In addition the starting prices in the souks are ridiculously high; they are set for a very false “tourists routine” which starts at half the initial asking price etc. Of course the tourists subsequently pay (we did) what they think is a bargain price. Infact, too late, we found that much better prices (and quality) is now to be found in the small traders shops outside the souks.


Although we all dressed conservatively and respectfully walking the streets with Lauren was a chore (endless jokes about trading her for camels were the nicest comments made), and Sally was propositioned . Very sad. I thought that by now we should have reached a stage where if our women are respecting their traditions and religious standards, Moroccans will respect our women. Boy do we all have a long way to go.


Took a trip miles away to visit waterfalls, in a Berber area (very gentle pleasant people, or maybe just out-of-townees), and a suspiciously hippy river gorge for “campers”. Met Bob Marley, who I thought………..


Cascades d'Ouzoud

The above bad bits notwithstanding Morocco beckons us back, to buy fabulously coloured furnishings, to explore the mountains and the dessert, and just to have more of all the fantastic things it offers. Did I mention chicken tagine…….?


Back on the overnight express which we caught in a panic of mistaken train times, and back to Tarifa in Spain!



Gibraltar, again

Grim, miserable weather and first night back a gale storm. Everyone double their lines, but at three in the morning a surge of water threw us at the quay which smashed into our Hydrovane self-steering gear. A morning dismantling revealed a bent shaft casing, and jammed shaft. Fortunately later in the week I was able to track down “Metal Mike” and we found that straightening the stainless steel casing was enough to enable us to set the internal shaft straight on its bearings.  A nasty close shave on expensive cross Atlantic equipment!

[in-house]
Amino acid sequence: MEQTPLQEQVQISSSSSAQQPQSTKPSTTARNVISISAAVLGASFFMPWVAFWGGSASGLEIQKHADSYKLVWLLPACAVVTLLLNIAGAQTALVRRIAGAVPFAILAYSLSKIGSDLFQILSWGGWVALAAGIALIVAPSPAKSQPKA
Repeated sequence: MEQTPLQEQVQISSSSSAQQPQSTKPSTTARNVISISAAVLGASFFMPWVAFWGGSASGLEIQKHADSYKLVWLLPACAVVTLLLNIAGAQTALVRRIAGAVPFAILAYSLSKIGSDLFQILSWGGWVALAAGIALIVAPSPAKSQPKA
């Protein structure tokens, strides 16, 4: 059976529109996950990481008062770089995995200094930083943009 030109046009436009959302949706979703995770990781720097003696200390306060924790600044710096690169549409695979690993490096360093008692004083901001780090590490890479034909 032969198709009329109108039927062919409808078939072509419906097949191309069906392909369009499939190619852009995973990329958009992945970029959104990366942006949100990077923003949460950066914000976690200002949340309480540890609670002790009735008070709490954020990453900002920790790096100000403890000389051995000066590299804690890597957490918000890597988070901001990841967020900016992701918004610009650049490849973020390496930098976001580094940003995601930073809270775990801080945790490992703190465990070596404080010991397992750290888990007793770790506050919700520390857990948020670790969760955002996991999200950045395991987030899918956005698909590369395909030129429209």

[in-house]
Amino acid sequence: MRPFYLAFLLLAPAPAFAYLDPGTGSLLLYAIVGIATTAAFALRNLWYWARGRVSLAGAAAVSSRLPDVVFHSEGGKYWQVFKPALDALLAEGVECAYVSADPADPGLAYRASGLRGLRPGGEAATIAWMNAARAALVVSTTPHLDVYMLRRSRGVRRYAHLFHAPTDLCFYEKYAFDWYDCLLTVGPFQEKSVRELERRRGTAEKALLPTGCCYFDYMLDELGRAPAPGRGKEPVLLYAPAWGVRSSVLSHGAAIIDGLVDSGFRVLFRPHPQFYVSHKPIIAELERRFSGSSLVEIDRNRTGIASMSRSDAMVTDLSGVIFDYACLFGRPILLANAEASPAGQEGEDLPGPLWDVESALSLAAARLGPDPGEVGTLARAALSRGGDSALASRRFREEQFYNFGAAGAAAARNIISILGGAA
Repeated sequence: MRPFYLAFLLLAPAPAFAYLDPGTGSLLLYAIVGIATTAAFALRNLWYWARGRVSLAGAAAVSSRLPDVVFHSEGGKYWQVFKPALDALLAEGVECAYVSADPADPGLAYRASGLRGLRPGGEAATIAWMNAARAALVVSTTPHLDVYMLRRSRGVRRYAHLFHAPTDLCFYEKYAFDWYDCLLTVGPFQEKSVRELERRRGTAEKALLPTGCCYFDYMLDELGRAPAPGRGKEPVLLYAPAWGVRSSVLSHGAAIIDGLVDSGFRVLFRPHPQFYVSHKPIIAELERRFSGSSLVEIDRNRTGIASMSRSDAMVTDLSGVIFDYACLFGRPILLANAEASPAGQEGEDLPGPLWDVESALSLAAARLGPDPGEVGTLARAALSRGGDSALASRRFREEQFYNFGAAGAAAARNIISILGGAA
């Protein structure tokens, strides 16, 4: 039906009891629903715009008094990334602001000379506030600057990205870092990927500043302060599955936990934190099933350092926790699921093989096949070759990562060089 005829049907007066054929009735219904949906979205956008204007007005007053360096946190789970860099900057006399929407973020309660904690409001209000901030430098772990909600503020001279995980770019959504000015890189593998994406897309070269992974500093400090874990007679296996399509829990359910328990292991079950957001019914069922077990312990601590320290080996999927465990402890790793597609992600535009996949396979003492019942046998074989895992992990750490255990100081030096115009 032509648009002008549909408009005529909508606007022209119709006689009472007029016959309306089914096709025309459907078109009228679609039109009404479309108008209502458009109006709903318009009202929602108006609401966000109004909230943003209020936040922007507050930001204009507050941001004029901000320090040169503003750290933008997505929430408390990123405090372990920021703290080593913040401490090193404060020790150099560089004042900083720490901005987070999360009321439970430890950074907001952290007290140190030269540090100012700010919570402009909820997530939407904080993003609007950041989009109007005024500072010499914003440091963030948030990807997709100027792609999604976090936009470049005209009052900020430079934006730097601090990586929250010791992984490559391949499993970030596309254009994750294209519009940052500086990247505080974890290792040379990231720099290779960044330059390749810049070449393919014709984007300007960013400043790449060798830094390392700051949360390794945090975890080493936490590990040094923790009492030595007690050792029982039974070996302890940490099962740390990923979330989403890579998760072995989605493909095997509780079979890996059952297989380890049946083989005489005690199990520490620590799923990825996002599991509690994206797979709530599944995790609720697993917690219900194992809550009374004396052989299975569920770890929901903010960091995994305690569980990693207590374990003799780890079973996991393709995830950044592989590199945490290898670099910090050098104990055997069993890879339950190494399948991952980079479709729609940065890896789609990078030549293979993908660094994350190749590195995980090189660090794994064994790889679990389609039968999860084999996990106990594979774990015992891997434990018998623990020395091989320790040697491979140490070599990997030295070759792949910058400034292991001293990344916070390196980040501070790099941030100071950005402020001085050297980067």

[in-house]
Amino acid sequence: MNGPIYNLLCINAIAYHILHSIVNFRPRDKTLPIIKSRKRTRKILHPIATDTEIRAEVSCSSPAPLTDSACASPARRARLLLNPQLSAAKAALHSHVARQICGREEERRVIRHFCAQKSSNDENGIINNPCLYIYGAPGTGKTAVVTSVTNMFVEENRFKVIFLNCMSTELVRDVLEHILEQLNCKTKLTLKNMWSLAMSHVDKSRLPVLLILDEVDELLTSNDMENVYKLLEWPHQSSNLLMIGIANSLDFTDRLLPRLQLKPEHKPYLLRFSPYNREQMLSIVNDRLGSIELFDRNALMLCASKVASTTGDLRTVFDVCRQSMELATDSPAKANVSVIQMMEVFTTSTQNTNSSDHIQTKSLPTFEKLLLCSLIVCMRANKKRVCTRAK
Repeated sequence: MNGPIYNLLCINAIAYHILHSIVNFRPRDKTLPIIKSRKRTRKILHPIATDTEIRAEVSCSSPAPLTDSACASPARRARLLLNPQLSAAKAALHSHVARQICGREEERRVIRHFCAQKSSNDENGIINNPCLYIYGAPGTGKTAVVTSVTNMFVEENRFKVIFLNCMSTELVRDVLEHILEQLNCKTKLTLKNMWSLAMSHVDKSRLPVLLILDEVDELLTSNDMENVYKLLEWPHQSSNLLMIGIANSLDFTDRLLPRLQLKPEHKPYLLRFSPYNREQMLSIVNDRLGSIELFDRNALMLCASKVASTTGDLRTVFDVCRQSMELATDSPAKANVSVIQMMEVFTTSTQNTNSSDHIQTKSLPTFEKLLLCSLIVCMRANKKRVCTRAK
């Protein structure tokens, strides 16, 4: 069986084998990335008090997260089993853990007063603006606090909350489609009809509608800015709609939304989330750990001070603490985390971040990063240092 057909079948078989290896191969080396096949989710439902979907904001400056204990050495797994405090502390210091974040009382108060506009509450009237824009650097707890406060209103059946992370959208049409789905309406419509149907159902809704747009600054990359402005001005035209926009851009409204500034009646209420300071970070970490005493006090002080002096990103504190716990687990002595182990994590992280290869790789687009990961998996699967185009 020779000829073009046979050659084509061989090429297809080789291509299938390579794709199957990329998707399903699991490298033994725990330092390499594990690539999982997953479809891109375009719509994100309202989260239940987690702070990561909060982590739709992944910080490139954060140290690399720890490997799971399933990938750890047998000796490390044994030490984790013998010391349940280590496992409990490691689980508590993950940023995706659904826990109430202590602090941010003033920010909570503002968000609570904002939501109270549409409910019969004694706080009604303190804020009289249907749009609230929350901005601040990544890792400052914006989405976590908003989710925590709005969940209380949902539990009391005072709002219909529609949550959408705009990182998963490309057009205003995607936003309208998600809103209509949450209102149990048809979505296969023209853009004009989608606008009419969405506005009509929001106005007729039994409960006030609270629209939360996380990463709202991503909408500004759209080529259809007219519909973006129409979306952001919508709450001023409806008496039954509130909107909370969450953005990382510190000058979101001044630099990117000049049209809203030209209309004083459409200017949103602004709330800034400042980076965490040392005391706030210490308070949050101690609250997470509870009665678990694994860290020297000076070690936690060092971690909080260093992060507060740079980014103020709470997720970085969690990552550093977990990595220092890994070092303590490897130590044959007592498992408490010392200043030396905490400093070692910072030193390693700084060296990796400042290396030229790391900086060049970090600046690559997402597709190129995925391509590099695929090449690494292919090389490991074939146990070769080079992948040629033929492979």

Two hot sunny days, and then just before Will is due to arrive more miserable weather.

In a bizarre development we are obliged to move our boat from the end of the marina due to complaints that we are “a danger and a hazard to the RAF”. Now it’s a while since I’ve been able to say anything like I’m a danger to the RAF, but as an ex-Lancaster Bomber navigator I know Dad will be proud to hear it (?!!).


Will flies in and we celebrate with an exotic food shopping expedition (sort of) and some splendid cold beers and tapas ~ on the Spanish side. The plan is to leave Sunday am…………..however unfortunately the weather looks so bad that we are advised by the locals, and by our own forecasts to postpone 24hours. So here we are….still in Gib, but determined to leave in the morning. Bound for Tenerife, and praying that we might enjoy some sunshine in this week of Will’s company.

We made the most of a grey day and walked to the top of The Rock and visited St Michaels Cave, well worth the climb for the views and a spectacular show cave.